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Kansas-based med school grad determined to pay off $200K in student loans herself

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Olivia Ray, 26, of Kansas — a recent medical school graduate — is determined to keep whittling away at her massive student loan debt total of $200,000 until it’s completely paid off. And she doesn’t want government help.

Ray graduated from Oakland University William Beaumont School of Medicine near Detroit, Michigan, a few weeks ago. She’s set to begin a three-year family medicine residency next month in Wichita, Kansas.

Her secret weapon for paying down $30,000 of her debt so far? It’s what she calls her “side hustle.”

Since 2019, Ray has netted nearly $85,000 by selling clothing on Poshmark, Inc., a digital secondhand marketplace.

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The site “also has the ‘cool factor,'” she told Fox News Digital in an email. “It’s where all my friends were selling their clothing — so I wanted to give it a try.”

Poshmark doesn’t verify how much sellers earn annually, but company spokesperson Christine Heerwagen confirmed via e-mail that Olivia Ray’s Poshmark total earnings to date were more than $100K. That doesn’t factor in the cost of goods or the 20 percent that Poshmark makes from each sale, Ray noted.

Olivia Ray, who is based in Kansas, has used a portion of her earnings from her Poshmark selling work to chip away at her student loan debt.
(OliviaRay)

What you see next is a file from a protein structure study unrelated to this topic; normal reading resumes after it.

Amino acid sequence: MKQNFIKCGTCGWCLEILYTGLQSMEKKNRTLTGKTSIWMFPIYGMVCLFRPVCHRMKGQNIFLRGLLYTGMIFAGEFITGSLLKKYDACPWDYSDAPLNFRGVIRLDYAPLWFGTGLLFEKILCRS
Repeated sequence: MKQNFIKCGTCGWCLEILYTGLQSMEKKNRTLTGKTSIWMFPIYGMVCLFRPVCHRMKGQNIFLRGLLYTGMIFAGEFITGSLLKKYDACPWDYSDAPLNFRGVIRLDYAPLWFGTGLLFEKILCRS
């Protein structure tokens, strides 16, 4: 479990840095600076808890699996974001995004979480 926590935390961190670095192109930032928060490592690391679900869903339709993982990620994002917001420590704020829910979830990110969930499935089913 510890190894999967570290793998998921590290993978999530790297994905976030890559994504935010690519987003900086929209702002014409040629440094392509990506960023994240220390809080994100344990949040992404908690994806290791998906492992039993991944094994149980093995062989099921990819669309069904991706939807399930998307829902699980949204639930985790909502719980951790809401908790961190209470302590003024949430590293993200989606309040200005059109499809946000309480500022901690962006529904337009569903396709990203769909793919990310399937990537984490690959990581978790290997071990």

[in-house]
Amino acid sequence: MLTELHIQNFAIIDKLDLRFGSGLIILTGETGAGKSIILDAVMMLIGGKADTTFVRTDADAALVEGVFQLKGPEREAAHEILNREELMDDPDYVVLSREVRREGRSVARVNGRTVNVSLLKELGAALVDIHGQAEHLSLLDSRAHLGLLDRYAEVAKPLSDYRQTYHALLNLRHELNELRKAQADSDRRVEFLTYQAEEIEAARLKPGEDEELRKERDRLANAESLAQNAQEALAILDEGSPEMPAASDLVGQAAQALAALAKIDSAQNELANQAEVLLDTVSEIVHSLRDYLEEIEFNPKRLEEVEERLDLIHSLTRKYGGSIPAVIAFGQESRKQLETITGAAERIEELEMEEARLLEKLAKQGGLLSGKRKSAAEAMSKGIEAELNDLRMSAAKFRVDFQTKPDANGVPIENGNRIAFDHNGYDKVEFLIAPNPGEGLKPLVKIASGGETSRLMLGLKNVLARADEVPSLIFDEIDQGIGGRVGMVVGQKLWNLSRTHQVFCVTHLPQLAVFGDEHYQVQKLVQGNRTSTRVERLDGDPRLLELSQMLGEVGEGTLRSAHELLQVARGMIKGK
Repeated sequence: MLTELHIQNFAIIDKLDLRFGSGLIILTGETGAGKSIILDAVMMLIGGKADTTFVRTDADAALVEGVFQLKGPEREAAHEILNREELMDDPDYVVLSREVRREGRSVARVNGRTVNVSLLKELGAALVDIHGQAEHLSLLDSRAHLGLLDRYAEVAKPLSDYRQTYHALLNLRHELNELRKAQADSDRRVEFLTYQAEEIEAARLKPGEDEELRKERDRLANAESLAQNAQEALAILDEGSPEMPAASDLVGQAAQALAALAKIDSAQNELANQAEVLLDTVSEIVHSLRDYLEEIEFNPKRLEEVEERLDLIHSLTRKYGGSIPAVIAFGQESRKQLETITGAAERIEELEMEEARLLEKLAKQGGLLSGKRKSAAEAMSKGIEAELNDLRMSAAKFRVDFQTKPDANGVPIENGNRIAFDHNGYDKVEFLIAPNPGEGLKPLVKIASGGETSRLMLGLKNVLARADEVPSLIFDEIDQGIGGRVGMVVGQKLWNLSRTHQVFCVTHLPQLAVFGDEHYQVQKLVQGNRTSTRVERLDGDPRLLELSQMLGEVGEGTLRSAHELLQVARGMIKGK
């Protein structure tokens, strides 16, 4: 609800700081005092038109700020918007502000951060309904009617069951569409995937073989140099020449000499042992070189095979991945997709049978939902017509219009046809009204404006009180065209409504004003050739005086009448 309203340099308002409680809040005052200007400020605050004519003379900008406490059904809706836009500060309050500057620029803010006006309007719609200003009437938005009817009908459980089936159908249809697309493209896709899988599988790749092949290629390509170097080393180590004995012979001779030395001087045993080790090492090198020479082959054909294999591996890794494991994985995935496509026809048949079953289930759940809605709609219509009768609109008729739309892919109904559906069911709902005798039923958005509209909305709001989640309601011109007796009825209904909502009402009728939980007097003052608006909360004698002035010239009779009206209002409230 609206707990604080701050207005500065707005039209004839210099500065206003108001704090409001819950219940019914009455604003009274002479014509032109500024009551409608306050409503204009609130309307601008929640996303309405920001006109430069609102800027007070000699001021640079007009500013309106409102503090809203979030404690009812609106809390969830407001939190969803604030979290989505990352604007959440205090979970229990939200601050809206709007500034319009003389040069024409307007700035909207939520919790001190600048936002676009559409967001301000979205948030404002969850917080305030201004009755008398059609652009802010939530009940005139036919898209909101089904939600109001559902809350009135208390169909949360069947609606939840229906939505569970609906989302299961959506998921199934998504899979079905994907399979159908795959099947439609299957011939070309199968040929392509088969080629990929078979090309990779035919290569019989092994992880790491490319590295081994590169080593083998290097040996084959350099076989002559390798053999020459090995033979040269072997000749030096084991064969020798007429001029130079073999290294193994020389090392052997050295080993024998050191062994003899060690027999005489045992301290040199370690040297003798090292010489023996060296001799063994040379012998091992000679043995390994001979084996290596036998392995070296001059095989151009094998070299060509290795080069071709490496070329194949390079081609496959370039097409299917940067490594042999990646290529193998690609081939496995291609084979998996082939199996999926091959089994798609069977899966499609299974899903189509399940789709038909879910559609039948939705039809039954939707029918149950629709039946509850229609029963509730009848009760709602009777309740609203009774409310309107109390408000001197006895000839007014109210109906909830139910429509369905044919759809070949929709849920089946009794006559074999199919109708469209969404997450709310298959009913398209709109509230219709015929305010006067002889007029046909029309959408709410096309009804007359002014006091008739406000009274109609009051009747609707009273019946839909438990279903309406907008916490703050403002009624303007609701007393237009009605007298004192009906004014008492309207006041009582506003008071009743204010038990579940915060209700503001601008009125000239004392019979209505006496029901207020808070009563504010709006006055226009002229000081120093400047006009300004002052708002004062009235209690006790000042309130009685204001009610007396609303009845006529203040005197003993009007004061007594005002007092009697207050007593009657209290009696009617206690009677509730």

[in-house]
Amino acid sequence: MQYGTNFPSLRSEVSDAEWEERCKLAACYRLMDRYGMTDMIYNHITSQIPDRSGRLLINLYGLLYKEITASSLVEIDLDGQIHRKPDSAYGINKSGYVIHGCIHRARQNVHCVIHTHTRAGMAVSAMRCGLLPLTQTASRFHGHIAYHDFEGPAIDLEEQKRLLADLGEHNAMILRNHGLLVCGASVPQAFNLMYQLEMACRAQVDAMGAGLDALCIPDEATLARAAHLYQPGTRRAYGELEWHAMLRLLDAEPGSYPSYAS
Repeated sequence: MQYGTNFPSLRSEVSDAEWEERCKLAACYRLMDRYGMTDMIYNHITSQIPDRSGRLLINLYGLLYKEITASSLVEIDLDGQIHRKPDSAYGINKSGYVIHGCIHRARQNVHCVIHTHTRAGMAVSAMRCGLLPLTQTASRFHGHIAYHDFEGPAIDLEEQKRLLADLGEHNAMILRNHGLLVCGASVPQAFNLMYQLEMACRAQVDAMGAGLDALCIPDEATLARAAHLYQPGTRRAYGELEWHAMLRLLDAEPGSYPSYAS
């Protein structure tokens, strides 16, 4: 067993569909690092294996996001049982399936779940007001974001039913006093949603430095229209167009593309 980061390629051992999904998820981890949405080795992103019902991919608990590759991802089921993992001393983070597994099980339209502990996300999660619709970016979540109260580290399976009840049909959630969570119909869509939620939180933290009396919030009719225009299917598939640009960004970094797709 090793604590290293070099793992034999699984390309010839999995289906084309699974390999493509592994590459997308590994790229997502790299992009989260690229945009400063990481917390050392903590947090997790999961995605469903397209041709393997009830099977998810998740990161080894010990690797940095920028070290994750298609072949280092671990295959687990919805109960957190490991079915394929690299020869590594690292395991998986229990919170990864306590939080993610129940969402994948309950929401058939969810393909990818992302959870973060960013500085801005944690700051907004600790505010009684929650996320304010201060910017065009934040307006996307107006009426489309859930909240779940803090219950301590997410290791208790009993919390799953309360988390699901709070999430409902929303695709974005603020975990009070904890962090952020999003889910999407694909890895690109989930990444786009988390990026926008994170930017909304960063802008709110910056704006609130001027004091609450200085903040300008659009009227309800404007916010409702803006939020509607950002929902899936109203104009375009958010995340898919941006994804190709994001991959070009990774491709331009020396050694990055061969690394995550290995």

In addition to paying off $30,000 of her student loan debt already, Ray also has put $30,000 toward the purchase of a new home in Kansas, she shared with Fox News Digital; that amount covered the down payment and closing costs. Ella’s Ray and her husband, a commercial airline pilot, were married during her third year of medical school.

“I would like to have one less loan to pay off to better my life and make it easier to live and eventually have a family of my own,” said Ray.

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“My husband and I have a dream of owning lots of land,” she added. “The faster this loan is paid, the faster we can fulfill our long-term goals.”

With years of arduous work and determination behind her — she was inducted into the Delta chapter of the Alpha Omega Alpha Honor Medical Society in 2021 — Ray is not in favor of the Biden administration’s plan to forgive either a portion of student loan debt per borrower or other student loan forgiveness notions.

“If broad loan forgiveness is started, then the value of a degree, even a medical degree, would decrease drastically.”

“If broad loan forgiveness is started, then the value of a degree, even a medical degree, would decrease drastically,” she said.

“It is also offensive to all of the Americans who have worked hard, and perhaps even lived paycheck-to-paycheck to pay off their student loans,” she said candidly.

Why she tried secondhand selling

During her second year of medical school — and the beginning of the COVID-19 pandemic — Olivia Ray began secondhand selling.

She turned her fatigue from studying and her boredom at being confined to close quarters to moneymaking after friends encouraged her to give secondhand selling a try.

Ray told Fox News Digital she started her secondhand selling

Ray told Fox News Digital she started her secondhand selling “by going to a thrift store down the street from me.” In very short order, she was hooked.
(OliviaRay)

“I was also tired of living on student loans for housing, food and of course tuition,” she said. “I often felt myself not enjoying my 20s like the rest of my friends who had ‘real’ jobs were … and they weren’t in school their whole life like me.'”

Ray said she knew little about the clothing business early on. She’d spent the last six years of her academic life trying to secure a competitive spot in medical school.

“On Fridays I would rush from my clinical rotations at the hospital to get to a half-off sale at my local thrift store, where I would buy 30+ items a week.”